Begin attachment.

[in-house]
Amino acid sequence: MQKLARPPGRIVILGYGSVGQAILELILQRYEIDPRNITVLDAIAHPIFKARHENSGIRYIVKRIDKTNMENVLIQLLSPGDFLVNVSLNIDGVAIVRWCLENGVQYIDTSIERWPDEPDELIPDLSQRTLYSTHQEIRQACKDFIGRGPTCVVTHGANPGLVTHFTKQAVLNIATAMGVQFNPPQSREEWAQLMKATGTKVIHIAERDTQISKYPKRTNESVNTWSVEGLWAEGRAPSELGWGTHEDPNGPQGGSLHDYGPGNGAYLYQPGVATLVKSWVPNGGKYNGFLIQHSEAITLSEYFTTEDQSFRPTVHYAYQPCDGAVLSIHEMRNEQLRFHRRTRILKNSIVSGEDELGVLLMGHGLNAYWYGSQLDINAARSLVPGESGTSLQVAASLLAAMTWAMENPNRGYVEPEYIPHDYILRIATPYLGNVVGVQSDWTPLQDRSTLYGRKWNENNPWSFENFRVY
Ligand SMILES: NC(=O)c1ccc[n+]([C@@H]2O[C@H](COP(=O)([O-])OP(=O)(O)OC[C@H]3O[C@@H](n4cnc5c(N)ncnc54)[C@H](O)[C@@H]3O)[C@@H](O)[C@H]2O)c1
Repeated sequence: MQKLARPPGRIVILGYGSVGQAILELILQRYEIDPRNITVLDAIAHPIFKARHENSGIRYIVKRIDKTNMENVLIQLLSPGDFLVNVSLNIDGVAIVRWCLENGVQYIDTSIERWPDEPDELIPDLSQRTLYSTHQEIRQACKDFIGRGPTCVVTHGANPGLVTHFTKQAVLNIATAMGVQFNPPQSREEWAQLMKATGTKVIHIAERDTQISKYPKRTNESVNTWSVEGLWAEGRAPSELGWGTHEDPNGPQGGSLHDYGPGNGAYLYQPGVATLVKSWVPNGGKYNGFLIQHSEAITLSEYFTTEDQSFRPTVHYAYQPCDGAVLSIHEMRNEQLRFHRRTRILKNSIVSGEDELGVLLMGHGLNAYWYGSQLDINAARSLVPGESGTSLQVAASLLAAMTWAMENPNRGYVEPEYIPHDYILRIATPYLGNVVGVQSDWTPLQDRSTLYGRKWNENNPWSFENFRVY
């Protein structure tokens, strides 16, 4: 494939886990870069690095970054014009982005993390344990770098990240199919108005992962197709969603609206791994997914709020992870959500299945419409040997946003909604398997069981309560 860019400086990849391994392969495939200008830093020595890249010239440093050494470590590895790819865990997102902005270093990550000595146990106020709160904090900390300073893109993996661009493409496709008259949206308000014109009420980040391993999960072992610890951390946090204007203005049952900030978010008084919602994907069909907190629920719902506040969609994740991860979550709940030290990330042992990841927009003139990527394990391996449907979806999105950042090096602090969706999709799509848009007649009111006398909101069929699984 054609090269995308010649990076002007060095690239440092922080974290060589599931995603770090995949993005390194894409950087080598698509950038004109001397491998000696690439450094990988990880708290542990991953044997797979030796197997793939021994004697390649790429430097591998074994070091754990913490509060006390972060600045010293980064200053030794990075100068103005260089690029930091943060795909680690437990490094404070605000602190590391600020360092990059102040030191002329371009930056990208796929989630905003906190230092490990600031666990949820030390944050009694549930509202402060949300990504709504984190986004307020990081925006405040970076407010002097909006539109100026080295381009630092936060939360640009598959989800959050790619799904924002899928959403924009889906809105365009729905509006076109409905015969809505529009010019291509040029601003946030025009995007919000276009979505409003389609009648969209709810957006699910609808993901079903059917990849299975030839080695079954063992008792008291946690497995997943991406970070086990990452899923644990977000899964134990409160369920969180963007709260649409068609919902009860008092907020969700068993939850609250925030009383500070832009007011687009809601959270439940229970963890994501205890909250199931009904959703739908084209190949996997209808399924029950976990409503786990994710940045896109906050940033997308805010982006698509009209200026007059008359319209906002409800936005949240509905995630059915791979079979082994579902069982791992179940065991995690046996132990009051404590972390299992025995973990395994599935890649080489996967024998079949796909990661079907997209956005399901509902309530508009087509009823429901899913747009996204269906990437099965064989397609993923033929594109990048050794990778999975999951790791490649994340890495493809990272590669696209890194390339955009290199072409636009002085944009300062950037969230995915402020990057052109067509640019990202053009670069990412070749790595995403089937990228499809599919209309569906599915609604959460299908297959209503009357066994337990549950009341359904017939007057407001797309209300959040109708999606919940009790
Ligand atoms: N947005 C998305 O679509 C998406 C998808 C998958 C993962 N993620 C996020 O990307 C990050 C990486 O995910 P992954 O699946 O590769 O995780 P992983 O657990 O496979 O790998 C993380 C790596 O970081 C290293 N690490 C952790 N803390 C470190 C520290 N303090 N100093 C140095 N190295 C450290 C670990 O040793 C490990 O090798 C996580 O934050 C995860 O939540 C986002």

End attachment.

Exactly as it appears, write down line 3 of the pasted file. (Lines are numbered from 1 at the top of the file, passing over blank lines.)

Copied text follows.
Ligand SMILES: NC(=O)c1ccc[n+]([C@@H]2O[C@H](COP(=O)([O-])OP(=O)(O)OC[C@H]3O[C@@H](n4cnc5c(N)ncnc54)[C@H](O)[C@@H]3O)[C@@H](O)[C@H]2O)c1